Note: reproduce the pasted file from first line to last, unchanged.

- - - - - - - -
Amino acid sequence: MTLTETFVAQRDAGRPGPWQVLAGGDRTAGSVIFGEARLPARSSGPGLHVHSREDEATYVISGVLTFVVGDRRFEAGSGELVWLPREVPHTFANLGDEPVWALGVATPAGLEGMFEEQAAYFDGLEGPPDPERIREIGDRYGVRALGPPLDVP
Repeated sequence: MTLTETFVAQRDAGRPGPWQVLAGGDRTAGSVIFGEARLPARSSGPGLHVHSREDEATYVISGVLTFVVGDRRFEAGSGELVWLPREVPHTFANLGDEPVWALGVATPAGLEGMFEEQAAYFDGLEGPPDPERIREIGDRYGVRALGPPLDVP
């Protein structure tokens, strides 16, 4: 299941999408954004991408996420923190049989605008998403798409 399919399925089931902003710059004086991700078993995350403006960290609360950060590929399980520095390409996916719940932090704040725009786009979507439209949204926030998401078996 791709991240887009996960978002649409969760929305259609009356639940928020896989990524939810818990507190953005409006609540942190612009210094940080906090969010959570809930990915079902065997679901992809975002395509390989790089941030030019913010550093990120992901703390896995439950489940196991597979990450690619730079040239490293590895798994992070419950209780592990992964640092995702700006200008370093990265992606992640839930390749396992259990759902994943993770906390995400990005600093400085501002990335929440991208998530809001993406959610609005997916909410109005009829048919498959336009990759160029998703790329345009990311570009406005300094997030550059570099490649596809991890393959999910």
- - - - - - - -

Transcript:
Amino acid sequence: MTLTETFVAQRDAGRPGPWQVLAGGDRTAGSVIFGEARLPARSSGPGLHVHSREDEATYVISGVLTFVVGDRRFEAGSGELVWLPREVPHTFANLGDEPVWALGVATPAGLEGMFEEQAAYFDGLEGPPDPERIREIGDRYGVRALGPPLDVP
Repeated sequence: MTLTETFVAQRDAGRPGPWQVLAGGDRTAGSVIFGEARLPARSSGPGLHVHSREDEATYVISGVLTFVVGDRRFEAGSGELVWLPREVPHTFANLGDEPVWALGVATPAGLEGMFEEQAAYFDGLEGPPDPERIREIGDRYGVRALGPPLDVP
């Protein structure tokens, strides 16, 4: 299941999408954004991408996420923190049989605008998403798409 399919399925089931902003710059004086991700078993995350403006960290609360950060590929399980520095390409996916719940932090704040725009786009979507439209949204926030998401078996 791709991240887009996960978002649409969760929305259609009356639940928020896989990524939810818990507190953005409006609540942190612009210094940080906090969010959570809930990915079902065997679901992809975002395509390989790089941030030019913010550093990120992901703390896995439950489940196991597979990450690619730079040239490293590895798994992070419950209780592990992964640092995702700006200008370093990265992606992640839930390749396992259990759902994943993770906390995400990005600093400085501002990335929440991208998530809001993406959610609005997916909410109005009829048919498959336009990759160029998703790329345009990311570009406005300094997030550059570099490649596809991890393959999910």